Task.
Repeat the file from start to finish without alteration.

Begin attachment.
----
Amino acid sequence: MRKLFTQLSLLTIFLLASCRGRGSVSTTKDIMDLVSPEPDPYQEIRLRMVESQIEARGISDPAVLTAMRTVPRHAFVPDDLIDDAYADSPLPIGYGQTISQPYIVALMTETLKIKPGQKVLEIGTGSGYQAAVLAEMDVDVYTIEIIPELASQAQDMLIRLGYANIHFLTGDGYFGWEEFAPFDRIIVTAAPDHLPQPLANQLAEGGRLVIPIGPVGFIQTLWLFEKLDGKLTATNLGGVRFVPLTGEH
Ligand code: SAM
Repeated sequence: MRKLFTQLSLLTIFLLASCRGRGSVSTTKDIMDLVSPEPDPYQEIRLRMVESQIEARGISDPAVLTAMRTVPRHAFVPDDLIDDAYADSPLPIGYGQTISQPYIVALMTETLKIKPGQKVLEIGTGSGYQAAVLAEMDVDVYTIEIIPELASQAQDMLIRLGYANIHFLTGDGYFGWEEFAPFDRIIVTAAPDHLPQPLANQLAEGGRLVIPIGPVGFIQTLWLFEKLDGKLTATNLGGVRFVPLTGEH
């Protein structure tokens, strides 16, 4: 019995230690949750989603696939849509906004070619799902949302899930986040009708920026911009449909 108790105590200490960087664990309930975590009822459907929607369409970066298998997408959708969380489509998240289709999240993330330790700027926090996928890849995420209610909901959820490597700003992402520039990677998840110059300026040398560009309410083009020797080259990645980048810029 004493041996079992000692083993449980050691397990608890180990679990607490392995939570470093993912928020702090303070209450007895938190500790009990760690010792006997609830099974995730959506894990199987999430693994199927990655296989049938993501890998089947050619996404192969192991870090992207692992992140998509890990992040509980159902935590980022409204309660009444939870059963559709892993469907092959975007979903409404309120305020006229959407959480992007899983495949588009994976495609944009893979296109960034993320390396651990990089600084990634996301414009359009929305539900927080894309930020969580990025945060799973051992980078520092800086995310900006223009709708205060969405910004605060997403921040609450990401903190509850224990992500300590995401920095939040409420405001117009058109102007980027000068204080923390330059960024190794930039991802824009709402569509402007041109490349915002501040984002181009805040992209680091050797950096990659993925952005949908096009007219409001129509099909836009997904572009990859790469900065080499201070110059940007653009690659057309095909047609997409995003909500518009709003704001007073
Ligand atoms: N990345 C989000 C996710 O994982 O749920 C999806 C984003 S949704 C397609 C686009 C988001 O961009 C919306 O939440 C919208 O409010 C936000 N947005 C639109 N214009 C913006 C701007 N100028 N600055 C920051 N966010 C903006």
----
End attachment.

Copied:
Amino acid sequence: MRKLFTQLSLLTIFLLASCRGRGSVSTTKDIMDLVSPEPDPYQEIRLRMVESQIEARGISDPAVLTAMRTVPRHAFVPDDLIDDAYADSPLPIGYGQTISQPYIVALMTETLKIKPGQKVLEIGTGSGYQAAVLAEMDVDVYTIEIIPELASQAQDMLIRLGYANIHFLTGDGYFGWEEFAPFDRIIVTAAPDHLPQPLANQLAEGGRLVIPIGPVGFIQTLWLFEKLDGKLTATNLGGVRFVPLTGEH
Ligand code: SAM
Repeated sequence: MRKLFTQLSLLTIFLLASCRGRGSVSTTKDIMDLVSPEPDPYQEIRLRMVESQIEARGISDPAVLTAMRTVPRHAFVPDDLIDDAYADSPLPIGYGQTISQPYIVALMTETLKIKPGQKVLEIGTGSGYQAAVLAEMDVDVYTIEIIPELASQAQDMLIRLGYANIHFLTGDGYFGWEEFAPFDRIIVTAAPDHLPQPLANQLAEGGRLVIPIGPVGFIQTLWLFEKLDGKLTATNLGGVRFVPLTGEH
């Protein structure tokens, strides 16, 4: 019995230690949750989603696939849509906004070619799902949302899930986040009708920026911009449909 108790105590200490960087664990309930975590009822459907929607369409970066298998997408959708969380489509998240289709999240993330330790700027926090996928890849995420209610909901959820490597700003992402520039990677998840110059300026040398560009309410083009020797080259990645980048810029 004493041996079992000692083993449980050691397990608890180990679990607490392995939570470093993912928020702090303070209450007895938190500790009990760690010792006997609830099974995730959506894990199987999430693994199927990655296989049938993501890998089947050619996404192969192991870090992207692992992140998509890990992040509980159902935590980022409204309660009444939870059963559709892993469907092959975007979903409404309120305020006229959407959480992007899983495949588009994976495609944009893979296109960034993320390396651990990089600084990634996301414009359009929305539900927080894309930020969580990025945060799973051992980078520092800086995310900006223009709708205060969405910004605060997403921040609450990401903190509850224990992500300590995401920095939040409420405001117009058109102007980027000068204080923390330059960024190794930039991802824009709402569509402007041109490349915002501040984002181009805040992209680091050797950096990659993925952005949908096009007219409001129509099909836009997904572009990859790469900065080499201070110059940007653009690659057309095909047609997409995003909500518009709003704001007073
Ligand atoms: N990345 C989000 C996710 O994982 O749920 C999806 C984003 S949704 C397609 C686009 C988001 O961009 C919306 O939440 C919208 O409010 C936000 N947005 C639109 N214009 C913006 C701007 N100028 N600055 C920051 N966010 C903006």